Now let’s turn to our Buy List. Some of the higher-yielding stocks I like right now include AFLAC ($AFL), Johnson & Johnson ($JNJ), Reynolds American ($RAI) and Sysco ($SYY). This week we had a last trickle of earnings reports for this earnings season. On Friday, Moog ($MOG-A) delivered a great earnings report. For their fiscal fourth quarter, Moog made 83 cents per share which was 10 cents more than Wall Street’s estimate. That also represented 17% growth over last year.

The more I look at Moog’s number, the more I like them. For all of 2011, Moog earned $2.95 per share. For 2012, the company sees sales increasing by 8% to $2.52 billion and EPS rising 12% to $3.31. Wall Street had been expecting $3.25 per share.

As a business Moog is very profitable, but as a stock it’s dull as dirt and that suits me just fine. The shares are basically flat for the year, but if you’re able to get MOG-A for less than $40 (which is 12 times forward earnings), then you’ve gotten yourself a good deal.

On Monday, Sysco ($SYY) reported quarterly earnings of 55 cents per share which topped Wall Street’s estimates by thee cents per share. Overall, the company had a very good quarter though demand wasn’t nearly as strong as I’d like. The good news, though not for consumers, was that Sysco’s bottom line was helped by higher food prices. I’m not so worried about factors that may impact Sysco’s business in the short term.

Here’s the important part: Sysco has raised its quarterly dividend for the last 41 years in a row, and I expect to see #42 very soon. However, the increase will probably be very modest. My guess is that the board will bump up the quarterly dividend from 26 cents to 27 cents per share. That would give the shares a yield of close to 4%. In this environment, that’s not bad. Sysco is a good buy up to $30 per share.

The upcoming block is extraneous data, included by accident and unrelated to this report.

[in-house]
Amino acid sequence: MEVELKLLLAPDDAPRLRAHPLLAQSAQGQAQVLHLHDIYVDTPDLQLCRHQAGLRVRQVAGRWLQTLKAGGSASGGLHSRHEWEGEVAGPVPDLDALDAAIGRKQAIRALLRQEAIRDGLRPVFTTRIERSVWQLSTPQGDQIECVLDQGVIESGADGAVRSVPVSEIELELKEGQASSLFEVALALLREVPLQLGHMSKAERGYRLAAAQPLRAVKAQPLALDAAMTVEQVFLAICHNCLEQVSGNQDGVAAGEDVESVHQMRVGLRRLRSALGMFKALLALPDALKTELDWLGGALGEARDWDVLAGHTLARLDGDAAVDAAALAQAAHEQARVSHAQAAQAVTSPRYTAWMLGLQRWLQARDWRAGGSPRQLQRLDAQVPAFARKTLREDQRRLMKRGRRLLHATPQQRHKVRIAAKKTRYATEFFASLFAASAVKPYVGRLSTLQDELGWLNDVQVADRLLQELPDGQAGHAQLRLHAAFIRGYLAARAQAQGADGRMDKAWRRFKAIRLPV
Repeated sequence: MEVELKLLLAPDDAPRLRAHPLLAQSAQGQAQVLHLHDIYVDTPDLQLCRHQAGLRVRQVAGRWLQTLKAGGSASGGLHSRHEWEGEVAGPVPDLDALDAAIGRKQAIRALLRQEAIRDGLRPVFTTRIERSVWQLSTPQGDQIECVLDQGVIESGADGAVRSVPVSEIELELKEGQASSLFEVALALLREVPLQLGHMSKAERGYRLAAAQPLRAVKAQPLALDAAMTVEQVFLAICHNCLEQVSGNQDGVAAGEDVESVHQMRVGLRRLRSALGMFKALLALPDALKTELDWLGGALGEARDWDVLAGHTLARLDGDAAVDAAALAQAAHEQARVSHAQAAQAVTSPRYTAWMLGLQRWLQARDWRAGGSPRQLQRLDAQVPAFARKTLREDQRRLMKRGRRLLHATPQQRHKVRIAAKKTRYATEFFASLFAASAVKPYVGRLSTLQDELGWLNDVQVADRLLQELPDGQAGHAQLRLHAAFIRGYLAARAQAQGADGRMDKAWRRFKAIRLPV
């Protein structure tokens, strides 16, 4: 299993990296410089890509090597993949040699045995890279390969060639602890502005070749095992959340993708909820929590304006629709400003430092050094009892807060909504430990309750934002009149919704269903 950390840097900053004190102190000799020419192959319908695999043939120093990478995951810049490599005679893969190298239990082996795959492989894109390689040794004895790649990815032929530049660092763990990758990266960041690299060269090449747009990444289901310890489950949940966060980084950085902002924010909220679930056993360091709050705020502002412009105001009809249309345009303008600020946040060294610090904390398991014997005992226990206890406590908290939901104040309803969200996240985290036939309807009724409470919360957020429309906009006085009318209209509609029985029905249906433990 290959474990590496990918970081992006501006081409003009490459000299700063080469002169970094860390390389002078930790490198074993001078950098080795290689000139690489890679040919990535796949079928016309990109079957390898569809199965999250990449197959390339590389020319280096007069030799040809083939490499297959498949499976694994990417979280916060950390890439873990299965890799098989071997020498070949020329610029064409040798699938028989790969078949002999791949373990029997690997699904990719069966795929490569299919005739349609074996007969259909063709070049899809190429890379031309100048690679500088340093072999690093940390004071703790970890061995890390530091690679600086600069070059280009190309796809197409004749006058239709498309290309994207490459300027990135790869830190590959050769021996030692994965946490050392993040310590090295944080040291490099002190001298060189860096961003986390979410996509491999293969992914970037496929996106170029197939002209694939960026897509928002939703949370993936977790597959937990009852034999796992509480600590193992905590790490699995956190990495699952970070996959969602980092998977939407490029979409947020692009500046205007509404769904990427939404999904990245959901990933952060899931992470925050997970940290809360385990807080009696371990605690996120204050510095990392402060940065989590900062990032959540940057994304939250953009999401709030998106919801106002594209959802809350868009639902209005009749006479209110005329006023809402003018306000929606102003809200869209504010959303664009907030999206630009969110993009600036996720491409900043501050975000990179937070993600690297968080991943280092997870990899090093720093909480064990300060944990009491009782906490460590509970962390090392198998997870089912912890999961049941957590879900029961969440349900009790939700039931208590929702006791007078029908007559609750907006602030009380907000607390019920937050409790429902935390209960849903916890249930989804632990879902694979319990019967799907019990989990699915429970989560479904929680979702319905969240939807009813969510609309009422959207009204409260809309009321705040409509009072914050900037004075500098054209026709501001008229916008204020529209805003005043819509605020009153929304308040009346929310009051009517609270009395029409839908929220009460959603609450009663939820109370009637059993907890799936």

After the closing bell on Tuesday, Leucadia National ($LUK) reported a loss of $291 million for the third quarter. I have to explain that LUK refuses to play the quarterly earnings game. Since no analysts on Wall Street cover the stock, which is basically a large closed-end fund, the earnings report can be misleading. What’s hurt Leucadia lately is its holding of Jefferies ($JEF). LUK’s stock dropped more than 12% on Wednesday.

That’s all for now. The bond market will be closed on November 11th in honor of Veterans’ Day. Next week will be the last full week of trading before Thanksgiving. Be sure to keep checking the blog for daily updates. I’ll have more market analysis for you in the next issue of CWS Market Review!

– Eddy

Posted by on November 11th, 2011 at 8:49 am

The information in this blog post represents my own opinions and does not contain a recommendation for any particular security or investment. I or my affiliates may hold positions or other interests in securities mentioned in the Blog, please see my Disclaimer page for my full disclaimer.